“Don’t worry dad, I’ll come home and show the Russians. I have many thousands following me now and I’ll get more. We’ll have our revenge against Russia.” Many thousands? Why so many misunderstanders of Islam? Didn’t Ben Affleck say they couldn’t fill a double-A ballpark?
“Islamic State Grooms Chechen Fighters Against Putin,” by Michael Winfrey, Bloomberg, October 9, 2014 (thanks to Joseph Zaalishvili):
When the Islamic State commander known as “Omar the Chechen” called to tell his father they’d routed the Iraqi army and taken the city of Mosul, he added a stark message: Russia would be next.
“He said ‘don’t worry dad, I’ll come home and show the Russians,’” Temur Batirashvili said from his home in Georgia’s Pankisi Gorge, on the border with the Russian region of Chechnya. “I have many thousands following me now and I’ll get more. We’ll have our revenge against Russia.”
As the U.S. and European countries assess the risk of home-grown jihadists returning to stage attacks on their native countries, the turmoil in the Middle East also reverberates in the Caucasus. The region wedged between Russia, Iran and Turkey is an intricate web of tensions that’s erupted into violence in the past three decades in hot spots from Chechnya to Nagorno-Karabakh and Georgia.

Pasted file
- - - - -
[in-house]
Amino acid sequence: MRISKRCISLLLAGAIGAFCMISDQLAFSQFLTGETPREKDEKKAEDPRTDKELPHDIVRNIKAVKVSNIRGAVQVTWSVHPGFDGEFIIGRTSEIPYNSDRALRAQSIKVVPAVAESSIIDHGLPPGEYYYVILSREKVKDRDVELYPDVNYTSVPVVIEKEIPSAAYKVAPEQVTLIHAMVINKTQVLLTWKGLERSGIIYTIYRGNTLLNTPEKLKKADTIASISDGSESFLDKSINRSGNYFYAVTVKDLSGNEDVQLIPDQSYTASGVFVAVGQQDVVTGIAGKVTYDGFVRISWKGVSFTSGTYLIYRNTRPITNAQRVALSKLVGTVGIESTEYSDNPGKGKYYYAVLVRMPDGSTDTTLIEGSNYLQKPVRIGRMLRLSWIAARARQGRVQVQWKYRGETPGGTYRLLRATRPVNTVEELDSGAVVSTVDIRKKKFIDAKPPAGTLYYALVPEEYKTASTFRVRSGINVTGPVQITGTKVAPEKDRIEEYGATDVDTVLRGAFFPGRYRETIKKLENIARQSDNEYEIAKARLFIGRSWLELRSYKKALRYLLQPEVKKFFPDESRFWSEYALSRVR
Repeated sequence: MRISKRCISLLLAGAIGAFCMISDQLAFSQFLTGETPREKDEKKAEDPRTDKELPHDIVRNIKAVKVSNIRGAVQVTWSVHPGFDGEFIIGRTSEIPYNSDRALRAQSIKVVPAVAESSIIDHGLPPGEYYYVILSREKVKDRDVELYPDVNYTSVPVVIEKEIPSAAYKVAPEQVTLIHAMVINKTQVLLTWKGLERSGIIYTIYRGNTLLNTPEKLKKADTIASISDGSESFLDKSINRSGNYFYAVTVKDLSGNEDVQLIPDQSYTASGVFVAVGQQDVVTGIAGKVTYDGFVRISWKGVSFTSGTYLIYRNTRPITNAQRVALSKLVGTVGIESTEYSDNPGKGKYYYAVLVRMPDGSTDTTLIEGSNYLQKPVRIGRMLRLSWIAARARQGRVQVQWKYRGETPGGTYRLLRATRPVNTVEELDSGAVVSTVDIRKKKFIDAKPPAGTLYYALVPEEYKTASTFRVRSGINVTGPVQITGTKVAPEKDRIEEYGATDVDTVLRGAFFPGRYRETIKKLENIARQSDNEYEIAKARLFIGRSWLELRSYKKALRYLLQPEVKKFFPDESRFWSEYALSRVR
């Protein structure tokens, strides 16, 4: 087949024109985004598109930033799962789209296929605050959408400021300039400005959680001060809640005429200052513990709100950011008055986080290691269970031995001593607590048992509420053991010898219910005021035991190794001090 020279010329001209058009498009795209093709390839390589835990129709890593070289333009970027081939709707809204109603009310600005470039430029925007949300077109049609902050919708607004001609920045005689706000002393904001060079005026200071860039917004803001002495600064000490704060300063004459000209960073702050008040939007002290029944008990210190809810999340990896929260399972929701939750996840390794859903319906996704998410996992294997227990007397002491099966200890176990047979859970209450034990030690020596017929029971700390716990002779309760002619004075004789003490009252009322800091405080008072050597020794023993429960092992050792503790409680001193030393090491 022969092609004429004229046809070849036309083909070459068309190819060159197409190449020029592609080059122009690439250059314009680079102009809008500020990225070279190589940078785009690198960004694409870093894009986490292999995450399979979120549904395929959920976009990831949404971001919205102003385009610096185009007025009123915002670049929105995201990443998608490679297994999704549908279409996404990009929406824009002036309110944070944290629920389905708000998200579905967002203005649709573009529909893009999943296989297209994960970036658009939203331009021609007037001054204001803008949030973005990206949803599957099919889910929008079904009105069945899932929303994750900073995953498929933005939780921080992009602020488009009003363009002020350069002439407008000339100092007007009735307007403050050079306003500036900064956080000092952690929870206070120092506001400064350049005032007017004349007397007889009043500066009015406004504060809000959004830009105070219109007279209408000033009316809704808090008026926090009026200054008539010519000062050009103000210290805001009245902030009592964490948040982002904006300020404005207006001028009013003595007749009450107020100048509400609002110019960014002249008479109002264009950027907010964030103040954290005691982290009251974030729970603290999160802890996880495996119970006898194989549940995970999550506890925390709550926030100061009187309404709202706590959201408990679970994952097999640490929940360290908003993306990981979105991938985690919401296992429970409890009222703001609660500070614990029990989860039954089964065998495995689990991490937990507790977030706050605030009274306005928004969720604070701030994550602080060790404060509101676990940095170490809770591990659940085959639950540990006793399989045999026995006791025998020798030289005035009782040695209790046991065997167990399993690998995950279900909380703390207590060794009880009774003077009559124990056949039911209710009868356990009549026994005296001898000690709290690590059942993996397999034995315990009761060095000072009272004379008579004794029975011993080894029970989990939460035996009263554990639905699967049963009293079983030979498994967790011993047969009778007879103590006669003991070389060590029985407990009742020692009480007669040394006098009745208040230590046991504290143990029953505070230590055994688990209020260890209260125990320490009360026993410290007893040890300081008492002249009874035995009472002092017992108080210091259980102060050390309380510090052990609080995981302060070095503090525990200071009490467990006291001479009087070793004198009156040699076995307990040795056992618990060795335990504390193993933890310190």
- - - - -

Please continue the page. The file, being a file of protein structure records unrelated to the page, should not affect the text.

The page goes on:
Batirashvili’s son Tarkhan comes from an area that Russian President Vladimir Putin accuses of aiding Islamist rebellions that he’s spent more than a decade trying to crush. While Russia is focusing on the conflict in Ukraine, Georgians remember the humiliation in a five-day war in 2008, when Putin helped cement the separatist movements in the provinces of Abkhazia and South Ossetia.
The red-bearded commander now known by the nom de guerre Omar al-Shishani is a leader of the forces fighting for an Islamic caliphate in Syria and Iraq. Among them are dozens of youths from Pankisi who, disaffected by a lack of jobs and angered by Russia’s dominance in the Caucasus, have followed the call to jihad….